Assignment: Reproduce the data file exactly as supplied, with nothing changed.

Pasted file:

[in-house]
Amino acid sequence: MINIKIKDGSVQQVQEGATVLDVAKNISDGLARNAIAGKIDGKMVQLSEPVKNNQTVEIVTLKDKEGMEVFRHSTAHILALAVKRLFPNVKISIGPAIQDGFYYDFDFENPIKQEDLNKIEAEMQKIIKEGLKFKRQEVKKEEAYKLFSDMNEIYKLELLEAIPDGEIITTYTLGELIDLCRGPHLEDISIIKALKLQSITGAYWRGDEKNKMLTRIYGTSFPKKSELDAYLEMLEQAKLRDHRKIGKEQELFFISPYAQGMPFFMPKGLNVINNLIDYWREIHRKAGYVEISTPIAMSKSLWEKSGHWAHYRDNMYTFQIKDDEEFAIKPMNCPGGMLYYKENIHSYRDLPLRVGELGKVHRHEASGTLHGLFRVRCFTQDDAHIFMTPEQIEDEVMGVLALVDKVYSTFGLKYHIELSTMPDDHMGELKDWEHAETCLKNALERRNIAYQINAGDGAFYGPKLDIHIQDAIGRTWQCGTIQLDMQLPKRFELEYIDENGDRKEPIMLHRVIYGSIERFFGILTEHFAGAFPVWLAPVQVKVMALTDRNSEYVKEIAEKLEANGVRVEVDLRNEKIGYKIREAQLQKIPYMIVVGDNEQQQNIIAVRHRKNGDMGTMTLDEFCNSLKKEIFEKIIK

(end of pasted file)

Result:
[in-house]
Amino acid sequence: MINIKIKDGSVQQVQEGATVLDVAKNISDGLARNAIAGKIDGKMVQLSEPVKNNQTVEIVTLKDKEGMEVFRHSTAHILALAVKRLFPNVKISIGPAIQDGFYYDFDFENPIKQEDLNKIEAEMQKIIKEGLKFKRQEVKKEEAYKLFSDMNEIYKLELLEAIPDGEIITTYTLGELIDLCRGPHLEDISIIKALKLQSITGAYWRGDEKNKMLTRIYGTSFPKKSELDAYLEMLEQAKLRDHRKIGKEQELFFISPYAQGMPFFMPKGLNVINNLIDYWREIHRKAGYVEISTPIAMSKSLWEKSGHWAHYRDNMYTFQIKDDEEFAIKPMNCPGGMLYYKENIHSYRDLPLRVGELGKVHRHEASGTLHGLFRVRCFTQDDAHIFMTPEQIEDEVMGVLALVDKVYSTFGLKYHIELSTMPDDHMGELKDWEHAETCLKNALERRNIAYQINAGDGAFYGPKLDIHIQDAIGRTWQCGTIQLDMQLPKRFELEYIDENGDRKEPIMLHRVIYGSIERFFGILTEHFAGAFPVWLAPVQVKVMALTDRNSEYVKEIAEKLEANGVRVEVDLRNEKIGYKIREAQLQKIPYMIVVGDNEQQQNIIAVRHRKNGDMGTMTLDEFCNSLKKEIFEKIIK